The 1988 World Series was an epic upset: the hobbled Kirk Gibson blasting a game-winning home run off future Hall of Famer Dennis Eckersley to win Game 1 set the tone for the Series in which the Los Angeles Dodgers upset the highly-favored Oakland A’s. First Lady Nancy Reagan threw out the first pitch before Game One to Dodgers catcher Mike Scioscia.
In 1989, O-Pee-Chee produced a set of highlights for the World Series. This would have been a spectacular subset to have included in the 1989 Topps base set; why Canada was graced with these cards I will never know. I was not even aware of their existence until Night Owl posted one on his blog several years ago. I have yet to acquire any as they fall outside of my collecting focus, but at some point when I become more organized I would like to add them to my collection.
In light of the First Lady’s passing yesterday, I thought a “fun card” commemorating her first pitch was appropriate. It was difficult finding a photo that worked well, but finally settled on this one featuring her hugging the Dodgers backstop after the ceremonial pitch.
Barring unforeseen circumstances, the final nine 2014 TWJ baseball cards are in the books (the last two were uploaded this morning). The virtual set consists of 260 base cards, twenty-eight highlights, and an eighteen-card All-Star subset. The final nine were highlights, featuring each league’s Most Valuable Player (Mike Trout and Clayton Kershaw), Cy Young (Corey Kluber and Kershaw), Manager of the Year (Matt Williams and Buck Showalter), and Rookie of the Year (Jacob deGrom and Jose Abreu) Award winners, and a special World Champions card for the San Francisco Giants featuring Series MVP Madison Bumgarner and his catcher Buster Posey.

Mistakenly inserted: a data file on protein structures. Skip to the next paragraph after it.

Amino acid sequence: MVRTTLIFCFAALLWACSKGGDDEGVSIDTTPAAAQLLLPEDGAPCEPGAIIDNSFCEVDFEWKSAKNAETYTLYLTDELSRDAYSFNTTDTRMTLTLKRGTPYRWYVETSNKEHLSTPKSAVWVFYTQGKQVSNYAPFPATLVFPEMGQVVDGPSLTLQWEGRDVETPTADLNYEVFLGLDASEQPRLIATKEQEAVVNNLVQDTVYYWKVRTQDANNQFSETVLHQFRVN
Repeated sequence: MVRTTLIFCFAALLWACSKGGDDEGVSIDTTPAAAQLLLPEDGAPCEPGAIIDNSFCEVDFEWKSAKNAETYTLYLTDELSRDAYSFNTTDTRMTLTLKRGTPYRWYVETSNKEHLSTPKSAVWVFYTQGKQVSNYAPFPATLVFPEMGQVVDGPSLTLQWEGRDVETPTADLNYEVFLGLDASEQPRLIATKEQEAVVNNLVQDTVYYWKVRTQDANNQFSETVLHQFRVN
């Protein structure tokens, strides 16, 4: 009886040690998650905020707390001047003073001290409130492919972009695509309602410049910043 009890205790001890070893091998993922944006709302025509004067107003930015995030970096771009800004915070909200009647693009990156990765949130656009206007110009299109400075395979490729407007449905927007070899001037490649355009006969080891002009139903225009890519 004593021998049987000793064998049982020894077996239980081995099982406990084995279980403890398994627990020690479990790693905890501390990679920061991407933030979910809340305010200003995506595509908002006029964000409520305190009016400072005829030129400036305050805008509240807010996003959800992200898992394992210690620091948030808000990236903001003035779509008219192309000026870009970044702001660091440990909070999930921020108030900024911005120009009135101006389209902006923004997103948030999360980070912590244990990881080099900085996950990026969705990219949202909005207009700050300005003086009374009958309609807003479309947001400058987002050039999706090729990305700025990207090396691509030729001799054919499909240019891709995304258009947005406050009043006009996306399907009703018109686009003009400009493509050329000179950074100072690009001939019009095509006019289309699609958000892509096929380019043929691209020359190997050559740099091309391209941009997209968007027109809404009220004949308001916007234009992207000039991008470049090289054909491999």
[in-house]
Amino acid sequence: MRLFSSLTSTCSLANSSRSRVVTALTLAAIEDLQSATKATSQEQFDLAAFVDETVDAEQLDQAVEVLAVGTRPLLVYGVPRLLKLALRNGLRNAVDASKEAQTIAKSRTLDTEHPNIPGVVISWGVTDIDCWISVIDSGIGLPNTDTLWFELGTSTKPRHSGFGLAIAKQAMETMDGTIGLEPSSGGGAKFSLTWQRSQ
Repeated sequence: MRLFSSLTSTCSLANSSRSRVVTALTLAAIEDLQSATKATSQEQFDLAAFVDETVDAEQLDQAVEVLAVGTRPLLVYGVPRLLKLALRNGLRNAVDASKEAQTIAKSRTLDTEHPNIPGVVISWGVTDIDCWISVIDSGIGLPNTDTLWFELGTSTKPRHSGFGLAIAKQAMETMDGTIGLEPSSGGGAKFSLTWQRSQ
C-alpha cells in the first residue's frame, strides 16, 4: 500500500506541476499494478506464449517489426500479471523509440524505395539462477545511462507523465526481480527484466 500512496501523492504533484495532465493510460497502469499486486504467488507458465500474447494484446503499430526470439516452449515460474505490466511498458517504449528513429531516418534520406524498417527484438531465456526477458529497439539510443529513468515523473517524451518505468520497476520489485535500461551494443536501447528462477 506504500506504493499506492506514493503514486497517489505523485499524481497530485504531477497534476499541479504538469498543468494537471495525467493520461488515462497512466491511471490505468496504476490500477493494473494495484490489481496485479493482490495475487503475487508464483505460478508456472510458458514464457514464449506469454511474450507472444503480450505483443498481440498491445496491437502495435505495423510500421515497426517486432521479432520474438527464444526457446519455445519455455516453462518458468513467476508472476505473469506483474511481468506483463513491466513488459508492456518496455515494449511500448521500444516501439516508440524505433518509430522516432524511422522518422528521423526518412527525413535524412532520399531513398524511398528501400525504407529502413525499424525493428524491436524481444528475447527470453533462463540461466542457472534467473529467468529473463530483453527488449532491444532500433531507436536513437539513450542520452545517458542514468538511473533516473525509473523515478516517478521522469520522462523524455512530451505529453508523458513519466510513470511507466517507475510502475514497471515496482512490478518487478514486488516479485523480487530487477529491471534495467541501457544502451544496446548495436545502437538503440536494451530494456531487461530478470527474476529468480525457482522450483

I liked the 2014 TWJ set, and enjoyed producing these cards. I’m still tinkering with a design for 2015 and some possible subsets for the off-season. I hope you enjoyed it as well.
The full set (as well as previous years’ sets and subsets) can be viewed at TWJ cards on tumblr.